We need your help now

Support from readers like you keeps The Journal open.

You are visiting us because we have something you value. Independent, unbiased news that tells the truth. Advertising revenue goes some way to support our mission, but this year it has not been enough.

If you've seen value in our reporting, please contribute what you can, so we can continue to produce accurate and meaningful journalism. For everyone who needs it.

Shutterstock/Olena Yakobchuk
get creative

Have you got creativity phobia? 5 hacks that might help

Here’s how get your creative juices flowing.

WE’VE ALL BEEN there. You’re sitting in a meeting listening intently when all of a sudden your supervisor turns to you and asks you for a few ideas. On the spot. With no prior warning, whatsoever.


Before you even realise it, everyone around the boardroom table has turned to stare at you. Instead of coolly listing off a few amazing ideas like your colleague Linda just did, you sit there opening and closing your mouth like a clueless goldfish. The embarrassment.

Why can’t you be more like Linda? Why is it that some people are always brimming with excellent creative ideas? Believe it or not, It’s usually down to practice.

So, before you panic over your lack of creativity, try out some of these exercises first.

You never know, you might secretly be a creative genius.

1. Carry a notebook everywhere

The best ideas can come to you at the strangest times. Arthur Fry came up with the idea for the Post-It note while singing in a church choir. Mary Quant envisioned the mini-skirt while watching a local tap class.

There is no telling when inspiration may strike. It might be during your morning commute or even last thing at night – so make sure that you have a notebook and pen on hand to write down your great ideas as they come to you.

Billionaire tycoon Richard Branson and rapper Eminem are both big fans of this exercise. Even legendary Greek shipping tycoon Aristotle Onassis swore by this method. He said:

Always carry a notebook. Write everything down. When you have an idea, write it down. When you meet someone new, write it down…Writing it down will make you act upon it. If you don’t write it down you will forget it. THAT is the million dollar lesson they don’t teach you in business school.

2. Read more, watch less

Henri Peyre, a French Professor at Yale University once described television as ‘’chewing gum for the eyes’’ and we couldn’t agree more. That America’s Next Top Model re-run might keep you occupied while you’re eating dinner but is it really benefiting your creativity in the long run? Probably not.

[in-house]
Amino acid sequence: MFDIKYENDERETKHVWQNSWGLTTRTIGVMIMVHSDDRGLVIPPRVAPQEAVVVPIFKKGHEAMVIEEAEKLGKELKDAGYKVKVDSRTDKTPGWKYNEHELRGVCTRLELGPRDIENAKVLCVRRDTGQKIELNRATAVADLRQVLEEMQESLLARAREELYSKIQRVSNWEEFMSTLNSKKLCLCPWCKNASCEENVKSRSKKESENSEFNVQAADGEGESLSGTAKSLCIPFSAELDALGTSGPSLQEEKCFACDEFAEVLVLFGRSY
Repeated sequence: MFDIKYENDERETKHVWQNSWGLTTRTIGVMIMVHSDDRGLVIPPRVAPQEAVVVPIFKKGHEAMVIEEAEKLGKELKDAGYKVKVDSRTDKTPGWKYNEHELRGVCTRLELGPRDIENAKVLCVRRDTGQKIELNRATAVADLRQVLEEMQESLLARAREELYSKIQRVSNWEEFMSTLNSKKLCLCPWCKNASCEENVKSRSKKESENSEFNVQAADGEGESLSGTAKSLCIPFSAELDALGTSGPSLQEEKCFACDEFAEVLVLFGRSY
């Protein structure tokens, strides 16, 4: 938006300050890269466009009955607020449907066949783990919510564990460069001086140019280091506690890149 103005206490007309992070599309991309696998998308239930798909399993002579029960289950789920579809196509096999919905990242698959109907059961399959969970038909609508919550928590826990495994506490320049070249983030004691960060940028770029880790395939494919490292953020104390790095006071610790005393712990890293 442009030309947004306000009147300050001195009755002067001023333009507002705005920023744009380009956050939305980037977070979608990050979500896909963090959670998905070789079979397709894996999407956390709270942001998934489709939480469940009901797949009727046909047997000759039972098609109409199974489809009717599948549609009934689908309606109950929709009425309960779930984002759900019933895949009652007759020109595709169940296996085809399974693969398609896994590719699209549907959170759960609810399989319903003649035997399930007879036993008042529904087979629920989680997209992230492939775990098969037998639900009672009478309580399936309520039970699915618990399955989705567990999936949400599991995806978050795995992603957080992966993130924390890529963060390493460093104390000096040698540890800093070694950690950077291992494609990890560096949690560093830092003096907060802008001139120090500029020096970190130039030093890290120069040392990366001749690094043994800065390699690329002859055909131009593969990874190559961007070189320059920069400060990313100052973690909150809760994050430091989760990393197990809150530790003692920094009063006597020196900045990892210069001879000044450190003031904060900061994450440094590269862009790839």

In fact, research has shown that binge-watching television in the evening can disrupt your quality of sleep and leave you feeling groggy. On the other hand, reading can actually reduce stress, increase intelligence and even improve your sleep patterns meaning you’ll be well-rested and at your creative best.

Even Facebook Founder and CEO Mark Zuckerberg is an avid bookworm. He started his own reading community called A Year of Books on Facebook in 2015.

3. Clean up your workspace

Ever heard of the phrase “A messy room is the sign of a messy mind”? Well it translates to desks too. If you want to be your best creative self then you need to have a tidy workspace. Not only will you have more room to work, you’ll also be more focused and more efficient.

Steve Rubel, Chief Content Strategist at Edelman describes his workplace on LinkedIn:
“I try to work with clarity, simplicity and portability, that’s why you won’t see much on my desk.’”

Can’t keep your desk tidy all day? At least clean it up before you go home so you will begin the day with a clean slate. Trust us, it works like a charm.

4. Listen to new music

Are you a massive house fan? Or maybe you’re more partial to a bit of rock? Whatever your musical tastes, it might be time to switch things up.

Research has found that the brain functions better and is more creative when listening to certain songs and compositions. For example, Albert Einstein believed that he did his best work when listening to Mozart. Today, we have the science to back up his claims.

The brain’s performance increases as a result of certain frequencies also known as isochronic tones and binaural beats. So, the next time you’re feeling a little lack-lustre put some Mozart on, pop your headphones in and start brainstorming. It could make all the difference.

5. Get up

The average person sits between 7 and 15 hours every single day. Pretty crazy isn’t it?

Being sedentary for such a long period of time is terrible for your health, your mood and also your creativity.

Research by Stanford has found that walking boosts creative thinking. So, the next time you’re feeling stuck in a rut take a quick walk around the block with a colleague or even just go out for a coffee.

LinkedIn CEO, Jeff Weiner, Twitter founder Jack Dorsey and many other entrepreneurs regularly take walking meetings. While walking during work may not solve every crisis that comes your way it can help you to come up with more creative solutions.

More: The most important tips for managing any creative team>

More: 7 questions you CAN’T be asked at an interview>

Your Voice
Readers Comments
This is YOUR comments community. Stay civil, stay constructive, stay on topic. Please familiarise yourself with our comments policy here before taking part.
Leave a Comment
    Submit a report
    Please help us understand how this comment violates our community guidelines.
    Thank you for the feedback
    Your feedback has been sent to our team for review.

    Leave a commentcancel